Friday, October 09, 2009
Brooklyn by Colm Toibin
This much-ballyhooed new novel from Colm Toibin is another purely perfectly-pitched narrative, but it did not hit me nearly as hard as his earlier novels, particularly The Master, Toibin's channeling of Henry James in a ficitional omniscient memoir.
The good things are great: Toibin feels more and more to me like a more sensitive Hemingway, his sentences are transparently clean and there is not a trace of authorial voice intrusion. Everything in the books sounds exactly like something thought or said by one of the characters. He writes small, perfect sentences, and they build up incredible incremental pressure within characters, eventually delivering powerful change.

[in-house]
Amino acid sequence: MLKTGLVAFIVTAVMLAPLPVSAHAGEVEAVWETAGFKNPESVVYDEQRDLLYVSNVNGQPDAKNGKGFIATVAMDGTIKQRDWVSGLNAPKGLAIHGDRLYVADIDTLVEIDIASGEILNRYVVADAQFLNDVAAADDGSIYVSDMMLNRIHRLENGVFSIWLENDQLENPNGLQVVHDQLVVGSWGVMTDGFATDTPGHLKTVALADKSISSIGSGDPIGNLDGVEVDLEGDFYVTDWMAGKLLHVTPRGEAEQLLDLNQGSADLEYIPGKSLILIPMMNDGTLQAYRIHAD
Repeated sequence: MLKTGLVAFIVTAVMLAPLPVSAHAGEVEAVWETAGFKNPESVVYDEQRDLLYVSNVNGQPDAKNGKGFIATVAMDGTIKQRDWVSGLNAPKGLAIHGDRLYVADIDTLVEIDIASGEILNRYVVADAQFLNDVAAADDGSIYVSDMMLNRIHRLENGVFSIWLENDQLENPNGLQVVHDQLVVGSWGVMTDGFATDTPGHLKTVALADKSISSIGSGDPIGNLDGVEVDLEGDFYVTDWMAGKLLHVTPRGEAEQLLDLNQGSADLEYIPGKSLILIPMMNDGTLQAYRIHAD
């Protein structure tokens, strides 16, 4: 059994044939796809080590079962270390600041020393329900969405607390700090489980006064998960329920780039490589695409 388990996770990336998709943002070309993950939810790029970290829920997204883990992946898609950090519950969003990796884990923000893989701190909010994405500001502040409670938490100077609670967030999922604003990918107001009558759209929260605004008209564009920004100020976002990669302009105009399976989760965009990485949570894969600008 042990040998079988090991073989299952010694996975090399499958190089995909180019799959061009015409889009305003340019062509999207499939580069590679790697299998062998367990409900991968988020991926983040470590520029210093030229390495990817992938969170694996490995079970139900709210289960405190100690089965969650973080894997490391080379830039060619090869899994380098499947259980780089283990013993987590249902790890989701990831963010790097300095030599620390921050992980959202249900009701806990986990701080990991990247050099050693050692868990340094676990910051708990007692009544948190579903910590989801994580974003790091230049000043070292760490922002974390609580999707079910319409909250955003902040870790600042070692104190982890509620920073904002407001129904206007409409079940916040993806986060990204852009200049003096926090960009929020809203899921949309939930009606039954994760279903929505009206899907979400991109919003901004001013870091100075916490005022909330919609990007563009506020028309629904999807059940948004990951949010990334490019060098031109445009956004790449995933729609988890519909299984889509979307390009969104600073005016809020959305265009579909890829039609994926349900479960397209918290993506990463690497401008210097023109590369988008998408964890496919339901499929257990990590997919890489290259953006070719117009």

America via New York via Brooklyn is lovingly rendered, as a real place, already grown in many ways and still growing. The novel's protganist, a young woman named Eilisa, emigrates to America at the urging of her beautiful, vivacious older sister Rose and their widowed mother, who are both anxious to do for Eilis what they can't do for themselves: fundamentally change their lives. And Eilis, passive, quiet and aching to please, accepts the mission, sufffering a perilous crossing and a lonely first year in a rooming house in Brooklyn, working as a "floor worker" at a large department store.